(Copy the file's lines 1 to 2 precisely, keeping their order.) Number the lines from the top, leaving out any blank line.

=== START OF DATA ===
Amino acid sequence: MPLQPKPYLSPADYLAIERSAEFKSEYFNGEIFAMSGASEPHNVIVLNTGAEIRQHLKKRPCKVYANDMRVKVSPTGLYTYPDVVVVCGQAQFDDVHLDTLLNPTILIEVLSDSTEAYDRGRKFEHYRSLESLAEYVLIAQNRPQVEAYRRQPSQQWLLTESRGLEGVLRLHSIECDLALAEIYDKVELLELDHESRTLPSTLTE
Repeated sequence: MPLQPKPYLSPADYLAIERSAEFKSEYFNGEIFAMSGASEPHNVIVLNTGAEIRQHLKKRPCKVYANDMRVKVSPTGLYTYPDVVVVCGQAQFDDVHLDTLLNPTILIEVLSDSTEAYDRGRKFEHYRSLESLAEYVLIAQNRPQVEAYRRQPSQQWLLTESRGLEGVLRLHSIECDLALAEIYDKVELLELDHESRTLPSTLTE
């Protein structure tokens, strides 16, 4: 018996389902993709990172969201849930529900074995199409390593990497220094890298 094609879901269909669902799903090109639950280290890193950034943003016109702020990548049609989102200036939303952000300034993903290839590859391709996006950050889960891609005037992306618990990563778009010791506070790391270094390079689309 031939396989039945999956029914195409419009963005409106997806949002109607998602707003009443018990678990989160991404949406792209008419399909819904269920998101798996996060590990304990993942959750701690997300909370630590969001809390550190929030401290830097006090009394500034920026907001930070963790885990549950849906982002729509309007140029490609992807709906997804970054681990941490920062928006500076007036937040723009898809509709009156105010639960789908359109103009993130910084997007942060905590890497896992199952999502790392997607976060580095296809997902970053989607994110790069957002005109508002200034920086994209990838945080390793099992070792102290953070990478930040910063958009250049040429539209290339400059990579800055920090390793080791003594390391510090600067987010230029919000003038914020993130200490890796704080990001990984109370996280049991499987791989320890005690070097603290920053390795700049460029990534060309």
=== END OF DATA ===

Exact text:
Amino acid sequence: MPLQPKPYLSPADYLAIERSAEFKSEYFNGEIFAMSGASEPHNVIVLNTGAEIRQHLKKRPCKVYANDMRVKVSPTGLYTYPDVVVVCGQAQFDDVHLDTLLNPTILIEVLSDSTEAYDRGRKFEHYRSLESLAEYVLIAQNRPQVEAYRRQPSQQWLLTESRGLEGVLRLHSIECDLALAEIYDKVELLELDHESRTLPSTLTE
Repeated sequence: MPLQPKPYLSPADYLAIERSAEFKSEYFNGEIFAMSGASEPHNVIVLNTGAEIRQHLKKRPCKVYANDMRVKVSPTGLYTYPDVVVVCGQAQFDDVHLDTLLNPTILIEVLSDSTEAYDRGRKFEHYRSLESLAEYVLIAQNRPQVEAYRRQPSQQWLLTESRGLEGVLRLHSIECDLALAEIYDKVELLELDHESRTLPSTLTE